Summer 1991 • Vol. XIII No. 3 PoetryJuly 1, 1991 |

El Curandero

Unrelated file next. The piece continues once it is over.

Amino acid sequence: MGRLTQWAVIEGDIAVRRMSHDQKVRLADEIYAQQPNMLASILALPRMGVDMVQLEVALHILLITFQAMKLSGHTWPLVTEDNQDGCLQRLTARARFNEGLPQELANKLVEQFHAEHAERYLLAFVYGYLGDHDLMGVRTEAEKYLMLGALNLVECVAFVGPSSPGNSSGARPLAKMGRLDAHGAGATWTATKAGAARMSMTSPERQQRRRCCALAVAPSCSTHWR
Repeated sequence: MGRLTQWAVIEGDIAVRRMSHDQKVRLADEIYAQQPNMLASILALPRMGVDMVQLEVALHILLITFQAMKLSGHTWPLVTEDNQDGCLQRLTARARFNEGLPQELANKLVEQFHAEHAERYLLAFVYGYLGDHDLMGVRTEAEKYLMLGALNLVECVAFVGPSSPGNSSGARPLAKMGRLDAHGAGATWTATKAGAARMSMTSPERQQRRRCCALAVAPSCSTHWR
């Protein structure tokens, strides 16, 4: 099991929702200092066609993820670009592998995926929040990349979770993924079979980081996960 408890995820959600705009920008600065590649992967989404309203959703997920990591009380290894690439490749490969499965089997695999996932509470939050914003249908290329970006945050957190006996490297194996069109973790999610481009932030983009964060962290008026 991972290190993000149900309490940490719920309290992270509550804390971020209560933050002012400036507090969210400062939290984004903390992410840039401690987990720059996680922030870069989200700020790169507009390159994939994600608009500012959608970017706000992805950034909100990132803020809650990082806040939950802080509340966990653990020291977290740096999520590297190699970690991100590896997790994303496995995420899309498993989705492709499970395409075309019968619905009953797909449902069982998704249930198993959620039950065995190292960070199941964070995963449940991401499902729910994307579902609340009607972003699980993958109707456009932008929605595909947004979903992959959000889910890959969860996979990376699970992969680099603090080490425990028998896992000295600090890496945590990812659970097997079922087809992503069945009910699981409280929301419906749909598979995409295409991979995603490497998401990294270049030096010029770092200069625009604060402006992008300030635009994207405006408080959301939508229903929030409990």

I am bathing. All my grayness—The hospital, the incurable illnesses, My headache—is slowly given over To the bathwater, deepening it to where I lose sight of my limbs. The fragrance, Twenty different herbs at first (dill, spices From the Caribbean, aloe vera) Settles, and becomes the single, warm air Of my sweat, of the warmth deep in my hair—I recognize it, it's the smell of my pillow And of my sheets, the closest things to me. Now one with the bathroom, every oily tile A different picture of me, every squareOne in which I'm given the power of curves, Distorted, captured in some less shallow Dimension-now I can pray. I can cry, and he'll Come. He is my shoulder, maybe, above The gray water. He is in the steam,So he can touch my face. Rafael, He says, I am your saint. So I paint For him the story of the day: the wife Whose husband beat purples into her skin, The jaundiced man (who calls me Ralph, still, Because that's more American), faint Yellows, in his eye

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